Thursday, March 21, 2013
The following is a position statement issued by the Santa Ynez Valley Alliance on the 24th of July 2009. As you will see, they are very much against turning Neverland into a tourist attraction - and I have to say, their opposition is not entirely groundless.
"The mission of the Santa Ynez Valley Alliance is to work collaboratively with individuals, groups and government to protect the rural character of the Santa Ynez Valley and support good stewardship of natural and agricultural resources through education, comprehensive planning and public participation. The Alliance supports the Williamson Act and it’s Agricultural Preserve program, works to ensure that growth is supported by comprehensive planning and infrastructure, and discourages urban or suburban sprawl.
In 1988, the late Michael Jackson chose to purchase a large cattle ranch and residence in the Santa Ynez Valley because its remote location provided him with a private retreat distant from fans and media. The large acreage of Sycamore Valley Ranch, with almost 2,700 acres abutting Los Padres National Forest secluded from public view, offered privacy the pop star could not find in urban areas. Although Jackson expanded the residential footprint with a zoo, trains and amusement park rides and renamed the property “Neverland,” the great bulk of the ranch was still grazed by cattle. The acreage remains under Agricultural Preserve contract but is scheduled to be released in a few years.
In 2005, Jackson left the Valley with no plans to return. Financial problems forced Jackson to mortgage and ultimately relinquish control of the property, although his estate maintains a minority interest. Jackson’s furniture, animals, rides, and trains have been removed from the site. Although the theater, train station, and empty cages distinguish the residential envelope, the property essentially remains what it always has been: large-acreage, agriculturally zoned, grazing land. It has now been suggested that the property be renamed “Neverland” once again and developed as a tourist attraction. Some have gone so far as to suggest that the remains of the late pop star be interred on the site and the property converted into a Graceland-style business. The Valley Alliance seeks to discourage the expansion and diversification of inappropriate non-agricultural uses on agriculturally zoned land such as Sycamore Valley Ranch. The Agricultural Element specifically points out the potential conflict with agricultural uses posed by “expanding residential, ranchette and tourist land uses” in the Santa Ynez Valley. The development of urban visitor-serving uses and facilities in a remote rural area is inconsistent with adopted County policy and not supported by existing infrastructure.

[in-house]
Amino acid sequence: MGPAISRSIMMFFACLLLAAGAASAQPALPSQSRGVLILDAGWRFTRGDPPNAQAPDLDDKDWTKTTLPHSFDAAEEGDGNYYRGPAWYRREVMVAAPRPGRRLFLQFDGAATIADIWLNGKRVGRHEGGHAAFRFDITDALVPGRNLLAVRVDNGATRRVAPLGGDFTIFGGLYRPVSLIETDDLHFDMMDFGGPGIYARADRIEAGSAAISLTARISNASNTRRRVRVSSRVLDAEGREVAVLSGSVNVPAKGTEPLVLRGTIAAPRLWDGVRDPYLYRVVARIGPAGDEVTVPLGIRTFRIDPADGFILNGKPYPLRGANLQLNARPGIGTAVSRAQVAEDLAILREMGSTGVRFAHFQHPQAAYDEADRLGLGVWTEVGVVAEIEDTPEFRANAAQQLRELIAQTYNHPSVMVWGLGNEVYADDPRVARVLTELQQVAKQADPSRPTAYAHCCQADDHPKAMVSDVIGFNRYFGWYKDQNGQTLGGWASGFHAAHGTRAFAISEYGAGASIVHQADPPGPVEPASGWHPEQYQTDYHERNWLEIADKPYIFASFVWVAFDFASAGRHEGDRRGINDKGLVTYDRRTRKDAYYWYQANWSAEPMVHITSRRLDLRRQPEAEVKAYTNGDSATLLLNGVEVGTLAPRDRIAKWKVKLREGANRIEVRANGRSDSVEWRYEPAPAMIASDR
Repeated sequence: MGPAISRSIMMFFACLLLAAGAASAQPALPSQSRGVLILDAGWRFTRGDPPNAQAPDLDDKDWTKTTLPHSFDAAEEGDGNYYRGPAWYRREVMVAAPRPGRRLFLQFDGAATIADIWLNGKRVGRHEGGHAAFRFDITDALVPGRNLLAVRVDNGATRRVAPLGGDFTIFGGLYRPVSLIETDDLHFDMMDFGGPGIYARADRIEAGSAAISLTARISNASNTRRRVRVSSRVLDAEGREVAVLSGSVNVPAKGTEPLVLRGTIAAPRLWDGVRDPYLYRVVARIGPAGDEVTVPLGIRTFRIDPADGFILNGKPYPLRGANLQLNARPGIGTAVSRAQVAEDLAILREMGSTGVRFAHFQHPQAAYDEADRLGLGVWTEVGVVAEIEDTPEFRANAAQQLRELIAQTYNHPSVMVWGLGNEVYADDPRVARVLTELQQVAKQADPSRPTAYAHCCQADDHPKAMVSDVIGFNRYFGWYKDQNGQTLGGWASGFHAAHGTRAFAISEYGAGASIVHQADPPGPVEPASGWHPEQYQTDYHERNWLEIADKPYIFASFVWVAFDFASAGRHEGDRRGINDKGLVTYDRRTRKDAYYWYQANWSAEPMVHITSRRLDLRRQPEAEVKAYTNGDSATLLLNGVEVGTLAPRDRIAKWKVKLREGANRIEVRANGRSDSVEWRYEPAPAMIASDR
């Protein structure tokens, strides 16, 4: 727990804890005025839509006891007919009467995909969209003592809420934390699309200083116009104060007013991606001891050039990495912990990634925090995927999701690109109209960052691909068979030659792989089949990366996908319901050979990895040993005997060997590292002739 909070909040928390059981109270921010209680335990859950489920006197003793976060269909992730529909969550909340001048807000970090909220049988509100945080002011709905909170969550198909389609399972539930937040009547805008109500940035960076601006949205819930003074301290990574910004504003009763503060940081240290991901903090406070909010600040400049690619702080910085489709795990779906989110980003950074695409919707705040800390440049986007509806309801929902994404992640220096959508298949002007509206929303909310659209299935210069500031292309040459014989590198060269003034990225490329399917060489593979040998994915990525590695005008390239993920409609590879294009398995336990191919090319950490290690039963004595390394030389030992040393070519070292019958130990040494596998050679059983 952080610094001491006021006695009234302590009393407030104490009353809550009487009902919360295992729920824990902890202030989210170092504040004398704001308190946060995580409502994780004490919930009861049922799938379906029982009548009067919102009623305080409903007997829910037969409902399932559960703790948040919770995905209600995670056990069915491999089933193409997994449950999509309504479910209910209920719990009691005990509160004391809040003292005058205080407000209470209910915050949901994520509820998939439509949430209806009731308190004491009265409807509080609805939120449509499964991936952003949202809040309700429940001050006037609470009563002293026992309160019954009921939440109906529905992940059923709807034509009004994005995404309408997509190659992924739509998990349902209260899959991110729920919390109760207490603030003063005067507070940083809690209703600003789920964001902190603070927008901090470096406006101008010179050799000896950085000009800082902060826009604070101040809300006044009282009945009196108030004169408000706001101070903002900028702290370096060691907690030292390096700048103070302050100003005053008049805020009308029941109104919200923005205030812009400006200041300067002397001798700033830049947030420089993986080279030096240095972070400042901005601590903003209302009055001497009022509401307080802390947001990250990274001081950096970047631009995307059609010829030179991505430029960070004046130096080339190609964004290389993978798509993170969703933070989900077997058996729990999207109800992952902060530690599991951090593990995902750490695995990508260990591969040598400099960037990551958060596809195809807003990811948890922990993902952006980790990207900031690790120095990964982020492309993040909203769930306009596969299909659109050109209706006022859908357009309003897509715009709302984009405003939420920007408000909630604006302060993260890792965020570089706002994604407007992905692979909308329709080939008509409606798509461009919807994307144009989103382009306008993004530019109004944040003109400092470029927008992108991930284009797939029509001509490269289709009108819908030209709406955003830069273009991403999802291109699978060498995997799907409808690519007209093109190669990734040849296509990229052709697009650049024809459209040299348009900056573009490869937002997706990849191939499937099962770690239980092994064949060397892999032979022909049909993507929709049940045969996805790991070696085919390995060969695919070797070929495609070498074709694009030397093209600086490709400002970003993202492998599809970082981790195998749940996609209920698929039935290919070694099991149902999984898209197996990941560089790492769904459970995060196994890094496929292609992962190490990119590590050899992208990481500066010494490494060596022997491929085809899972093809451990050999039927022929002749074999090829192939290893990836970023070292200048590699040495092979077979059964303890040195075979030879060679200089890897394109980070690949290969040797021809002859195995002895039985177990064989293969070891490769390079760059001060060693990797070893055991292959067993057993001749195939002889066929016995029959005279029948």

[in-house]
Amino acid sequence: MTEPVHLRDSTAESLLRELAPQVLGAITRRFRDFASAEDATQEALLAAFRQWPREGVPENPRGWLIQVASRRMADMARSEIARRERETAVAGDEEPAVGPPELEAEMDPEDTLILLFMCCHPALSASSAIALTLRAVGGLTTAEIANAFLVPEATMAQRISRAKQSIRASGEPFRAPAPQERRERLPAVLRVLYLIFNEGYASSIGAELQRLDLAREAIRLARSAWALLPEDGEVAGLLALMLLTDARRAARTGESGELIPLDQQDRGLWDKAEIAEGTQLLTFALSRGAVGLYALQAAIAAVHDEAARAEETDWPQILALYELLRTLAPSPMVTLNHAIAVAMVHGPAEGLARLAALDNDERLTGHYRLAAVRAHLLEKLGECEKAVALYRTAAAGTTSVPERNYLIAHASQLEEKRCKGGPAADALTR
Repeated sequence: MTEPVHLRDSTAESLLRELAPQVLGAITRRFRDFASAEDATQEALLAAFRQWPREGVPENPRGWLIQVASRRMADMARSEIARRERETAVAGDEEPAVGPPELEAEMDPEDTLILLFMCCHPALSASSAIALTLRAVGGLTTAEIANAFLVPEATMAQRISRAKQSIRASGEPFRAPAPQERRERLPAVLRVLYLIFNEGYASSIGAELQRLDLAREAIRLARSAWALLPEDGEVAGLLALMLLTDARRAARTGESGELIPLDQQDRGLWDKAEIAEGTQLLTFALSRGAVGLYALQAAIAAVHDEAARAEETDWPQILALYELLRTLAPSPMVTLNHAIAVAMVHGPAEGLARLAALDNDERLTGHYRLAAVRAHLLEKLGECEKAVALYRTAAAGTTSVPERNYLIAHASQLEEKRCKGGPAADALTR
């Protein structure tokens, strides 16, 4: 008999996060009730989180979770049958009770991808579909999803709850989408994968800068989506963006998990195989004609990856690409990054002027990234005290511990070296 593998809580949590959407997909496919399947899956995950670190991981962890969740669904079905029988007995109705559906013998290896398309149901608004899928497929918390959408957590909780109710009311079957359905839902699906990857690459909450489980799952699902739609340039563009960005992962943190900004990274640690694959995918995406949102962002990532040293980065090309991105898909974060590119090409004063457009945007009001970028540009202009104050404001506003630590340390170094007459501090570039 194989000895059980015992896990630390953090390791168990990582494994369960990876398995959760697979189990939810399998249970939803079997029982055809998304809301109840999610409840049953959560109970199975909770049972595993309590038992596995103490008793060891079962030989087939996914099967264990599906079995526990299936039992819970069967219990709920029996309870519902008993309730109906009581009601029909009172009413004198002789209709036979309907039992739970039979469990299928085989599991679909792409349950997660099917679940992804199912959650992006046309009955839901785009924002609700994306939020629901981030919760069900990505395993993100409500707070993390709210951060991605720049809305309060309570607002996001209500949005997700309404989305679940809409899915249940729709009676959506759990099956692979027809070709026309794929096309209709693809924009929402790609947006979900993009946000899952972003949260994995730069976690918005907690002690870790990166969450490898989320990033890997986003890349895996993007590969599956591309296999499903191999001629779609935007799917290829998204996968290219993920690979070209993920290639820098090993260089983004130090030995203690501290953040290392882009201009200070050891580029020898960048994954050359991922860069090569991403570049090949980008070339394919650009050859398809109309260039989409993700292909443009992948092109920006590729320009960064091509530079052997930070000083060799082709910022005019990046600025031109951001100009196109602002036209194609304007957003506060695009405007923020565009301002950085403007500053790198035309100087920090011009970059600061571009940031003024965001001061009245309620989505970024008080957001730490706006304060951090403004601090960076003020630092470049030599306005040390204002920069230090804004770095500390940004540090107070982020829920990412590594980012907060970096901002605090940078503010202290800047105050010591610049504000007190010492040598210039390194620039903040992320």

Figueroa Mountain Road, where the property is located, is a small rural road serving a handful of residences, a few ranches, two schools, and Los Padres National Forest. The intersection of Figueroa Mountain Road and Hwy. 154, which would be used to access the potential project, has limited sight distance and has been the scene of numerous traffic fatalities. At both Graceland and Hearst Castle, guests can number up to 4,000 or 5,000 on a single day. For comparison purposes, the population of the entire Valley is only 22,000.